Apple TV Impressions - A Cable Box Killer?

Apple TV

In early 2007, Apple attempted to wrangle TV-based entertainment away from cable companies and DVD players with Apple TV. Unfortunately for them, it never really took off. It was released at a time when watching TV on your computer was not much more than a novelty and cable companies were already offering easy on-demand options. The market was simply not big enough.

Three years later, the market has changed. With the success of Hulu, Netflix Instant Watch and (for better or worse) BitTorrent, more and more people are watching TV on their computers. So Apple's trying again with a new version of Apple TV; one that's much easier to use and much cheaper as well. But is the market finally ready for Apple to take over their TVs? Let's find out.

The Basics

Apple TV is a $99 set-top cube about the size of two cigarette boxes placed side-by-side. It's primary objective is to pull TV shows and movies off of Apple's service to act as an easy-to-use rental device. HD movies are available for rent for $4.99 while shows run $.99 each. Both are presented commercial free.

In addition, the new Apple TV supports Netflix Instant Streaming, a variety of web radio channels and YouTube viewing.

You can also have Apple TV pull content from your iTunes library on your computer, letting you enjoy music, movies, TV shows and even digital photographs you have stored there.

The Highs

Breezy Set-up

If there's one thing Apple knows, it's Keep It Simple, Stupid. Setting up the Apple TV is about as easy as it gets. Plug in the power and your HDMI cable and you're good to go. If you have a receiver that doesn't transmit audio through HDMI, you can also plug in a digital audio cable. The rest is basically automatic. If you have WiFi, connecting to that network takes a second, and if you don't, there's an Ethernet port for a wired connection. I'm not especially savvy when it comes to hooking up new equipment and it took me all of 5 minutes before I was up and running.

Slick Interface

Apple TV comes with its own fancy silver remote, and even though it only has a few buttons, it's able to handle of the navigation, from browsing Netflix to selecting your iTunes playlists. The interface is not unlike the iPhone, where you've got a Home menu and then deeper menus once you select any of the different categories. It's basically fool-proof design, and if you know how to use a cable TV remote, you're probably overqualified.

From Zero To Movie In 10 Seconds Flat

The trick to Apple TV is that everything streams to the device, so you don't need to worry about storage space. Because everything is streaming, you're able to hit play on an HD movie or TV show and start watching almost instantly. It's head and shoulders over cable TV on-demand, where there's hardly any HD available for streaming and the selection is much broader (8,000 movies, 3,500 of which are in HD).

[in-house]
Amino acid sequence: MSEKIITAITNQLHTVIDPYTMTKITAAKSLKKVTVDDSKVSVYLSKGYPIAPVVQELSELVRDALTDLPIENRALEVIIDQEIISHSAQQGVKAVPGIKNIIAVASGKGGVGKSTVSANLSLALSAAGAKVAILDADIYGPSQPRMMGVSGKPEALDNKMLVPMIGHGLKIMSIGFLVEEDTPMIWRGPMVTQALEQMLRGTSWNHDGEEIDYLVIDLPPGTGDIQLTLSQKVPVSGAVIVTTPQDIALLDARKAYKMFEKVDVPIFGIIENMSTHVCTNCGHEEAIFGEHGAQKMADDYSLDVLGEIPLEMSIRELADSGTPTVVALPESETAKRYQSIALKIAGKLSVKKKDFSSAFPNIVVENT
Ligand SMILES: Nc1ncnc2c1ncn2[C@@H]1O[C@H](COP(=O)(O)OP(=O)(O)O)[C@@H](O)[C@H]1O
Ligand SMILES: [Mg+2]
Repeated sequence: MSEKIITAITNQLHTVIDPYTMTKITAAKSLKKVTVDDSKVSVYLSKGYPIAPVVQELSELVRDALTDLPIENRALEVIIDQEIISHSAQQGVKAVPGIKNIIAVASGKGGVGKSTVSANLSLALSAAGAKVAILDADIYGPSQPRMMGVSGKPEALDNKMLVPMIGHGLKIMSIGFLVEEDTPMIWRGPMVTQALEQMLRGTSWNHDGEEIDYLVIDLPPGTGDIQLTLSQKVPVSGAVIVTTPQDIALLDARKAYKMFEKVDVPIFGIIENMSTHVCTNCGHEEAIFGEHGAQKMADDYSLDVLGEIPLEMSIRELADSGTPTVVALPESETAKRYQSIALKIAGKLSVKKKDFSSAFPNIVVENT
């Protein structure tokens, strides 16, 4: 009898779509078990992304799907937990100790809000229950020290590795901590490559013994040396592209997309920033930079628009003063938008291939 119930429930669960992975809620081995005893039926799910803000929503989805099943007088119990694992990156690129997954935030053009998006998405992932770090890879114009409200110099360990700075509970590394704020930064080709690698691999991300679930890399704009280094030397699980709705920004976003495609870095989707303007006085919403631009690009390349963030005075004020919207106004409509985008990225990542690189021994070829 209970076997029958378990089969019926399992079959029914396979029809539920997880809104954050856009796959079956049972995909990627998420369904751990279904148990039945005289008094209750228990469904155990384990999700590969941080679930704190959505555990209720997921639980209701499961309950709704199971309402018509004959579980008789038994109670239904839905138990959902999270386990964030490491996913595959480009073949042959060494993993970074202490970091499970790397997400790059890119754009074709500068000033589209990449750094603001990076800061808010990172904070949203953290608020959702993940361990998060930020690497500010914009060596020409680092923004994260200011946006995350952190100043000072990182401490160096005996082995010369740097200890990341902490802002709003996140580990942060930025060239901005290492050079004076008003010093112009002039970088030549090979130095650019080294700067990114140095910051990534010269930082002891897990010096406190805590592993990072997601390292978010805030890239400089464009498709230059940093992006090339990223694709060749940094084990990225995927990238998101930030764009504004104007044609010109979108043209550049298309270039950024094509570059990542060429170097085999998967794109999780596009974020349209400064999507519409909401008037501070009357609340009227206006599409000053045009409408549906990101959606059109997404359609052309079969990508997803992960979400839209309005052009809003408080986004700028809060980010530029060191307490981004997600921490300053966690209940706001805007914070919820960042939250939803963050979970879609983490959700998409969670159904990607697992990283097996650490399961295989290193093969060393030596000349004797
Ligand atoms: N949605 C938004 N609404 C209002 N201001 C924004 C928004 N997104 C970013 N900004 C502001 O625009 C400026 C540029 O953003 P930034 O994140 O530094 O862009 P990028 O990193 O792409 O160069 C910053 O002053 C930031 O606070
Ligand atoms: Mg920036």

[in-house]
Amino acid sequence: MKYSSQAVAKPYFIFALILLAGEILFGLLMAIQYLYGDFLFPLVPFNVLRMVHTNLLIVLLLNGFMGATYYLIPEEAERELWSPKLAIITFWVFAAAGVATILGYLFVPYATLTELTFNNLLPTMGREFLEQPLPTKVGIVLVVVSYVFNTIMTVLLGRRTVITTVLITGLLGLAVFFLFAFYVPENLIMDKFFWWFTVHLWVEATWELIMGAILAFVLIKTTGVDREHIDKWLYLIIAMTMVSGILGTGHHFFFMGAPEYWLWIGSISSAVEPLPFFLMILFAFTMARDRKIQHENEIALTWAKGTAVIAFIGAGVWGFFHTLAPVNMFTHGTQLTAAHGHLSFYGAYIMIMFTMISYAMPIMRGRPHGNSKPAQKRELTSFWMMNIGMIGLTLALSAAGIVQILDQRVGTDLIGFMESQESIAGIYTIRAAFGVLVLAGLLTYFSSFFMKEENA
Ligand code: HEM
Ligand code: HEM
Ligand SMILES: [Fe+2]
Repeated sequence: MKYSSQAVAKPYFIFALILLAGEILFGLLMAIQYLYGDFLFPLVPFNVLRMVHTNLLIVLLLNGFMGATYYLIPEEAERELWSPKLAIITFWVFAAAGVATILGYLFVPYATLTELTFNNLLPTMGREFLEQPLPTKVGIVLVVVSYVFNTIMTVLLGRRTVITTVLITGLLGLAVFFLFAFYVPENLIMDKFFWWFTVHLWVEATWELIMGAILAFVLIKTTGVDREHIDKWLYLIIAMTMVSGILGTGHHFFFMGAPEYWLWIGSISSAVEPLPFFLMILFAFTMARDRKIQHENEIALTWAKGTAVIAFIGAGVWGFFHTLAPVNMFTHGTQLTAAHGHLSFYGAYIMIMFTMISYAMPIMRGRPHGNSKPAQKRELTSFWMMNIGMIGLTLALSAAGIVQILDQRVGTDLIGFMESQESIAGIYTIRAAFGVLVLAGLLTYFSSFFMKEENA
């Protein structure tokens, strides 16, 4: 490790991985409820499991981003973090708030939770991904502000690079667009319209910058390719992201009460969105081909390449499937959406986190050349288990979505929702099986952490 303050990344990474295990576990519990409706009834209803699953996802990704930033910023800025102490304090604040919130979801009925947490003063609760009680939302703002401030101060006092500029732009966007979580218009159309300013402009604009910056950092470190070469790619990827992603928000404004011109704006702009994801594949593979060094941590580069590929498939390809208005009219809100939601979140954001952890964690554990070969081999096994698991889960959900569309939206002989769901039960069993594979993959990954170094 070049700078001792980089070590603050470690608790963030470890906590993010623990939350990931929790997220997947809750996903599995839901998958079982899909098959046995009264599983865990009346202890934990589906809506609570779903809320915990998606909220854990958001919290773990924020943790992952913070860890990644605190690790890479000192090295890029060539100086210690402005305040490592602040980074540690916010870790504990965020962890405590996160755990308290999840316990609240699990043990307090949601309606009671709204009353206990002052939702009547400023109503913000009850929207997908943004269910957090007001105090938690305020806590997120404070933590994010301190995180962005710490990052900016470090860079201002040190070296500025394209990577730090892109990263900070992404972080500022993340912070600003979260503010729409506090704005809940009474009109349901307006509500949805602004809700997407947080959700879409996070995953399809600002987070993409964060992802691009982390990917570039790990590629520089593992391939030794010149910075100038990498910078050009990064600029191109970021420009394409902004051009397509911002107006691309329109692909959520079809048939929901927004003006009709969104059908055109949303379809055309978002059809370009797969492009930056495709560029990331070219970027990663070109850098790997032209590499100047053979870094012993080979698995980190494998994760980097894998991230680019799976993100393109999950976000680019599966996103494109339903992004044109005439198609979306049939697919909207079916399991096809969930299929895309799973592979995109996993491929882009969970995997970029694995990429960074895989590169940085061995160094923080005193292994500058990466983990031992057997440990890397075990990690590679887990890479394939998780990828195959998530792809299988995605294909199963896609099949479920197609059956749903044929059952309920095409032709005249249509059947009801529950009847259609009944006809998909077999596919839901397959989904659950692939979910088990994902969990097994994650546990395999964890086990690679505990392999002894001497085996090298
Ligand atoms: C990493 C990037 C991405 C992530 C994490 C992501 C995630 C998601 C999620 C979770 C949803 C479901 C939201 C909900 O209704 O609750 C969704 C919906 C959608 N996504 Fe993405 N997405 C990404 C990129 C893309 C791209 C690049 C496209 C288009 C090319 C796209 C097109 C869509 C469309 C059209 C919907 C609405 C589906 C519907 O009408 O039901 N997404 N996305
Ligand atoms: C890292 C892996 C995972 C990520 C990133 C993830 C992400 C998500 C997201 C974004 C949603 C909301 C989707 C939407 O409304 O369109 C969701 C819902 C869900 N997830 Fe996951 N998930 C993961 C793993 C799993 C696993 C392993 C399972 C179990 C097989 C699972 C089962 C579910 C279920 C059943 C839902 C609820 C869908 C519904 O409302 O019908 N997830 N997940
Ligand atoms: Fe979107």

The Lows

TV Selection Needs Work

There are currently only four companies providing content for the Apple TV store: ABC, Fox, Disney, and BBC Earth. If you're a fan of the other networks, you're out of luck, but that's not the worst of it. Seems that major shows on the supported channels, "House" and "Modern Family," for example, are nowhere to be found. This is certainly something Apple will be working on in the coming months, but if you're looking to yank your cable TV cord out today, you should know that some of your favorite shows will be yanked with it.

Connecting To Your Computer

For some reason I had a heck of a time getting my Apple TV to recognize my iTunes library, despite both systems having Home Sharing on, using the same network and Apple ID. After multiple resets of both machines, I was able to get it working, but other connection issues persisted...

Computer To Apple TV Lag

Apple TV is able to pull from any iTunes library on your local network, but even after placing my laptop next to my wireless router, I was still seeing delays in streaming data. Sometimes movies in my iTunes library would get stuck in an infinite load when attempting to watch them on Apple TV, and other times my music would skip or cut out. Compared to the ease of Apple's rental store, enjoying the media you already own seems trickier than it should be. When it works, it works rather well, but it's not 100%.

The Verdict

Depending on your needs, Apple TV is either excellent or just so-so. If you're looking for on-demand TV shows and movies, as well as a good Netflix streaming option for your TV, it's a solid choice (presuming you don't mind waiting for some of the TV omissions). If you're more interested in streaming content from your computer to your TV, there appear to remain a few kinks to work out of the system.